A few weeks ago, roughly 200 New Haveners took to the streets to protest Donald Trump’s discriminatory and unconstitutional immigration policies. State and local police both responded to the protest. Things soon turned hostile. By the end of the protest, state police had intimidated the protestors with dogs and pepper spray and aggressively subdued some of the protest’s leaders. One protestor sustained a concussion, and a 66-year-old activist was pepper-sprayed multiple times in the face.

As with any controversial event, there were many perspectives on how the day unfolded. The police assert that when protestors blocked Route 34 — the highway off-ramp leading to downtown — at least one ambulance with a critically ill patient was delayed from reaching the hospital. The protestors disagree, and video footage shows protest organizers stating their willingness to move for emergency vehicles multiple times.

State police charged Norman Clement — the 66-year-old protest organizer who was repeatedly pepper-sprayed — with inciting a riot when they aggressively arrested him. If you watch the video of the protest, which is posted online, the events that unfolded were pretty clear. Clement was standing on the sidewalk — not in the street — leading a chant. A state trooper pointed at him and said, “See him right there! He’s the 37! He’s got the microphone! You’re under arrest!” Multiple state officers, as well as at least one police dog, charged in his direction. (The state trooper who initiated the charge — and allegedly pepper-sprayed Clement multiple times — is currently being sued in federal court for allegedly beating a Stratford man during a separate arrest in 2014.)

Police aggression in response to the protest was shameful. Protestors who engage in civil disobedience should be prepared to face legal consequences, including arrest, for their actions. This has been true of all the great practitioners of civil disobedience, from Mahatma Gandhi to Martin Luther King Jr. and beyond. But there is no reason for police to use dogs or pepper spray on nonviolent protestors, or to charge into a crowd to arrest a peaceful protest leader.

The response to the protest differed vastly from the productive manner in which many recent demonstrations have been handled — largely because of the involvement of the state police.

The New Haven Police Department, in general, works closely and collaboratively with protestors and does not deploy dogs and pepper spray when dealing with nonviolent crowds. In contrast, state policy allows such tactics. But just because their actions were consistent with policy doesn’t make the actions of state officers acceptable — and the New Haven Police should have stepped up and taken control of the situation.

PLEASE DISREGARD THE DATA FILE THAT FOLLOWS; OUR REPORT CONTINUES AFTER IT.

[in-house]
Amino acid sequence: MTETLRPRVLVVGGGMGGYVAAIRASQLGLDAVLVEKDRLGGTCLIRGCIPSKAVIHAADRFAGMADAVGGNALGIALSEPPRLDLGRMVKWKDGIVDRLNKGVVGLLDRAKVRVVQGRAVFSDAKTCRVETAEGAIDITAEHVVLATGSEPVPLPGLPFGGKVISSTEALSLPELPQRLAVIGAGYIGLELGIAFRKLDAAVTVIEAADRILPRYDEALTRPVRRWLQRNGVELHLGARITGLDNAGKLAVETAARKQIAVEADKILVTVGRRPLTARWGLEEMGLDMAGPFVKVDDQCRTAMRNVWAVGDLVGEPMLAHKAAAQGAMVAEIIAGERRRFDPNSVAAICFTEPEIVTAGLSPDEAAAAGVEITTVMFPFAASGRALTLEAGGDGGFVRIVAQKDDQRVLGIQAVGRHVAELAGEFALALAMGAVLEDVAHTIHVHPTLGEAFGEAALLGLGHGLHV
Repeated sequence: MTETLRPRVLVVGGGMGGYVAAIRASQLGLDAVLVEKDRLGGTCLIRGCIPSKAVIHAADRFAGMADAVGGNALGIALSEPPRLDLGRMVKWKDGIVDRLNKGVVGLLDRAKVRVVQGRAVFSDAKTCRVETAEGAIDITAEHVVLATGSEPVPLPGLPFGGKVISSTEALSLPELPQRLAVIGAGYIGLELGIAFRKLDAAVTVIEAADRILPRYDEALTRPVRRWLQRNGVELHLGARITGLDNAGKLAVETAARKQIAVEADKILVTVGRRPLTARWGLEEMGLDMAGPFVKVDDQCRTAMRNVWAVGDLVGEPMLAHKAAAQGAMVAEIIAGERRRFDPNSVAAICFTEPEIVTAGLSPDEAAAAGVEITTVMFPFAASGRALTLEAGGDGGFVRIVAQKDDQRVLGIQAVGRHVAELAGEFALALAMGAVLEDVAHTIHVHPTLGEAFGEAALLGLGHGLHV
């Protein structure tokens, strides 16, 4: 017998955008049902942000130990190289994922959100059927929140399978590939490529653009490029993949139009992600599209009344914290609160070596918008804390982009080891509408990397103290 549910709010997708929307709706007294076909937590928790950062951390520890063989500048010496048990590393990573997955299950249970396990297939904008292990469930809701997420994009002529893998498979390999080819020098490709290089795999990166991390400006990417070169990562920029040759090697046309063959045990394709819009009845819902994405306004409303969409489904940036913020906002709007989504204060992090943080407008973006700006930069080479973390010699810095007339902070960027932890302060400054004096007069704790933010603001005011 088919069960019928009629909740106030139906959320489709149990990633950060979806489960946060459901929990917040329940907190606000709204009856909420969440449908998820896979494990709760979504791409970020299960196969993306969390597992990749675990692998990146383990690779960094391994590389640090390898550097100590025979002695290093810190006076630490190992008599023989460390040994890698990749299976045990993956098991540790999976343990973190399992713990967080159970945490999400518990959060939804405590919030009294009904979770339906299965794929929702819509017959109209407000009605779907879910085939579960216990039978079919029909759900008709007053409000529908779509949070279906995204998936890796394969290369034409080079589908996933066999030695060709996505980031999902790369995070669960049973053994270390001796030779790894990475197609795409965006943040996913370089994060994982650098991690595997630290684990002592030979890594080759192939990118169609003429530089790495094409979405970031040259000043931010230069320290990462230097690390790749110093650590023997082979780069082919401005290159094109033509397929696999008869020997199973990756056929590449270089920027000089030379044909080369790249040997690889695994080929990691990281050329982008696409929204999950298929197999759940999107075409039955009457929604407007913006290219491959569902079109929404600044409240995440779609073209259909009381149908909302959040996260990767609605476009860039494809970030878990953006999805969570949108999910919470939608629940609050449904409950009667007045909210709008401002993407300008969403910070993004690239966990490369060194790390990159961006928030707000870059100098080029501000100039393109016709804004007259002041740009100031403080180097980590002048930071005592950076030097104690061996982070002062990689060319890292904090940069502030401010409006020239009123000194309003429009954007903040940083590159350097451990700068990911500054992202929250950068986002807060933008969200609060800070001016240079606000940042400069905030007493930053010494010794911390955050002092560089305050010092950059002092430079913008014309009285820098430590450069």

Though there were a handful of Yale students at the protest, most Yalies were unaware of the event and the aggressive police response that followed. But we should have known — and we should have been outraged. Over the past few years, Yalies have exercised our right to protest liberally and productively — as we should. But each time we’ve gathered on Cross Campus or in Battell Chapel or in front of University President Peter Salovey’s house to protest issues from divestment to renaming to campus climate, we’ve had the privilege of protesting free from fear of an aggressive or violent police response. We need to realize that that’s a luxury that New Haveners aren’t afforded — and be part of the push for institutional reform.

What are the next steps? First, both the local and state police departments are conducting investigations into officers’ conduct at the protest. Activists and journalists should keep the pressure on both departments to investigate the incident thoroughly, mete out discipline where appropriate and establish procedures to prevent this incident from happening again.

New Haven’s city charter mandates a Civilian Review Board that can evaluate complaints of police misconduct. Theoretically, it could investigate why and how local officers deferred to state officers and their more aggressive tactics. Sadly, the Joint Public Safety and Legislation Committee of the Board of Alders, tasked with creating a new civilian review board for this purpose, hasn’t even held a public meeting for over a year and a half. This, too, will require public pressure to fix.

In a day and age where our president publicly belittles detractors and scorns the media to create his own truths, the rights of dissenters to protest — even disruptively — need to be protected more fiercely than ever. When you’re operating in a post-truth political world, civil disobedience often becomes a necessity. New Haven Police should send a strong message to state police that their violent tactics are neither necessary nor welcome in our city, and establish procedures to make sure city police take the lead when both city and state officers respond to protests. And Yalies should fight to make sure everyone in our city has equal access to free assembly and speech that we so liberally exercise on campus.

Fish Stark is a senior in Jonathan Edwards College. His column runs on alternate Tuesdays. Contact him at fortney.stark@yale.edu .